When I picked up this book in a local bookshop, it took just one recipe to convince me that I had to take it home, it's called The best sandwich ever and here's a little bite:

"We cut a baguette into four, split each piece open, cook a couple of boneless lamb steaks till they are brown and lightly charred, then slice them thickly. A little garlic leaf butter is melted in a pan and poured over the pieces of split baguette, then grilled till crisp round the edges. We then spread on a generous slather of mayonnaise and some slices of Taleggio, place the slices of hot lamb steak on top, then a little more garlic butter. The baguette pieces are closed and we tuck in, the melted garlic butter, mayonnaise and meat juices dribbling out of the crusty bread as we eat. We decide later that it is probably the best sandwich we have ever eaten."

This little recipe beautifully illustrates the reward to be had from taking time to re-imagine something mundane and transforming it into something out-of-this-world. It's not difficult, but it does require a loosening of the shoulders, and couple of deep breaths and the realisation that there *is* time; there's a whole world to discover out there (and actually it doesn't all have to be tackled at break-neck speed). Instead, Kitchen Diaries II offers us a look over Nigel's shoulder as he muses on everything from finding just the right wooden spoon to why he can't be "fiddle-arsing" around with little parcels of food, and would far rather have a simple salad and piece of grilled fish instead.

As in volume I, the book is arranged into the diary of a year, and again like the first volume is accompanied by exquisite photographs which have something of the quality of still-lives. The book is heavy and beautifully bound and the paper is re-assuringly thick. The end papers are marbled in effect, and even the type-face is carefully chosen (there's an interesting note about it in the back).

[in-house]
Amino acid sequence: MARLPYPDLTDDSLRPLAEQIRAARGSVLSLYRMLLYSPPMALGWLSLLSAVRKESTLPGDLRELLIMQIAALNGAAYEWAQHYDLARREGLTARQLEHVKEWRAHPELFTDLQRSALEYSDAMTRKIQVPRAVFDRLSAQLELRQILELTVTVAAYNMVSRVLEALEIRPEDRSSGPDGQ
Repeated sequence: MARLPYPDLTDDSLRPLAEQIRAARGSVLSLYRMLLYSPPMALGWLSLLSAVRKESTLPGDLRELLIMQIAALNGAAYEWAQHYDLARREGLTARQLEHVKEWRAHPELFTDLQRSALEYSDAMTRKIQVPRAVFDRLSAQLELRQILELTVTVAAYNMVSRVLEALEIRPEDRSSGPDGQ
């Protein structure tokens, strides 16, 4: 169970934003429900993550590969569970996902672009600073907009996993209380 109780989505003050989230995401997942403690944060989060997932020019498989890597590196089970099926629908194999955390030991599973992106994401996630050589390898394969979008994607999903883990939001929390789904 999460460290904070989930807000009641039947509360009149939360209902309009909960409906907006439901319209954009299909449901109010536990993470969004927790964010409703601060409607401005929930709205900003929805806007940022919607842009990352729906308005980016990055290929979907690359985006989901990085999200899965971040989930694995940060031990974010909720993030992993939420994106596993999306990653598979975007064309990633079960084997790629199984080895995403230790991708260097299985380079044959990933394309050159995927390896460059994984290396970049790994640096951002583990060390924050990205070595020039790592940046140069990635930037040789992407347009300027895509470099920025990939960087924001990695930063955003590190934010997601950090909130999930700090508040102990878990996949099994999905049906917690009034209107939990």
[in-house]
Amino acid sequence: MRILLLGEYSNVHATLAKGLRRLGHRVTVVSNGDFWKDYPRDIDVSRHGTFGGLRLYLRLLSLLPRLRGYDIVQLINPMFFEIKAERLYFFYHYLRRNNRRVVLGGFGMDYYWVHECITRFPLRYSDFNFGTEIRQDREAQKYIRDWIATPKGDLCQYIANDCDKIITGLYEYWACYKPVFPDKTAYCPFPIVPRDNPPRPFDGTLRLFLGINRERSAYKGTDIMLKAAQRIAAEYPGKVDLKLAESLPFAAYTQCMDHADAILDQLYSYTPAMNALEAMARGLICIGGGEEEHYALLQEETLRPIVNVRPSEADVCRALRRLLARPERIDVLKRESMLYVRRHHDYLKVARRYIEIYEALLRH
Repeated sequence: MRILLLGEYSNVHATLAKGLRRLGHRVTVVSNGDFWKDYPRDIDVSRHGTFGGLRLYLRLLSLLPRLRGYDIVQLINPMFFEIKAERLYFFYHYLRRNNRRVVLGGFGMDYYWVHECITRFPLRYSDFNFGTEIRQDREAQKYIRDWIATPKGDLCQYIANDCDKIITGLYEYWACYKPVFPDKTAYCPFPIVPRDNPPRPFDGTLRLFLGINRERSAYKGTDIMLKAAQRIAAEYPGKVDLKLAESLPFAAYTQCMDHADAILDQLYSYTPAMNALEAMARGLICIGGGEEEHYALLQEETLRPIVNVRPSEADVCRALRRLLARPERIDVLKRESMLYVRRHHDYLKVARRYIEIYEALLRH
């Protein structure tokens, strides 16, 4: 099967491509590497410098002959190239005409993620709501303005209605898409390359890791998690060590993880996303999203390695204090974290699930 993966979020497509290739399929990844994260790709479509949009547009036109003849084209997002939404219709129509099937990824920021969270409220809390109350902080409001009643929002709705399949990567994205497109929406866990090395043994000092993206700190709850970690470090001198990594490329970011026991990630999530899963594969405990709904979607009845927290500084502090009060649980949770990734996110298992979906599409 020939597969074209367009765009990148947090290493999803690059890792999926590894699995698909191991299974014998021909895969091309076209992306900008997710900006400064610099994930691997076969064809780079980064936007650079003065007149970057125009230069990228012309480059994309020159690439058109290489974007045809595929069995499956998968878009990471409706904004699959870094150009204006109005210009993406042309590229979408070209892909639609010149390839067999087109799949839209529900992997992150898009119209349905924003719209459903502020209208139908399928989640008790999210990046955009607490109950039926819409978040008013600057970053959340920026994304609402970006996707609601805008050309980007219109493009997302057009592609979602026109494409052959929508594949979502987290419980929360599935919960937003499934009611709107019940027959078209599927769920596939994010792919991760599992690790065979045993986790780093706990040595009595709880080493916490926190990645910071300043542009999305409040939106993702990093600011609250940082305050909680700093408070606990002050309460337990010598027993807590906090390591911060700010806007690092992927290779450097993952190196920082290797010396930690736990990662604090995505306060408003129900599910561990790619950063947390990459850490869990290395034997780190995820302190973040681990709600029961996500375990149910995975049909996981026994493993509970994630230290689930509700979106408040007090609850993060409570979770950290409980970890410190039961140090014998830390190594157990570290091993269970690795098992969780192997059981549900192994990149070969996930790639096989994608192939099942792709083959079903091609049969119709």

The book is humorous, engaging and difficult to put down. It's a sensory treat, just like the food it describes.
2 of 2 people found the following review helpful
Nigel just keeps getting better Dec 3 2012
By skhanner - Published on Amazon.com
Format: Hardcover Verified Purchase
This is good for its recipes and for its readerly ability. It is great in the kitchen and at the bedside table. Food porn-like pictures- caution!- you might want to lick the page.
A Visit from a Cooking Friend Nov. 17 2014
By Curmudgeon in the Kitchen - Published on Amazon.com
Format: Hardcover Verified Purchase
This is the British edition of "Notes from a Larder." I would not have purchased it had I known that, as I had already bought "Notes from a Larder." Still, it is a very fine work. Slater does not so much present recipes (though the book contains plenty of them) as convey an attitude toward food that leads him to use ingredients in creative ways as they become available. Furthermore, he is an unfailingly interesting writer. Reading him is like visiting with a cooking friend. I recommend this, but if you are American, you may prefer to get "Notes from a Larder" as the measurements in the British edition are metric. On the other hand, if you like to weigh ingredients, as I do, this may be the choice for you.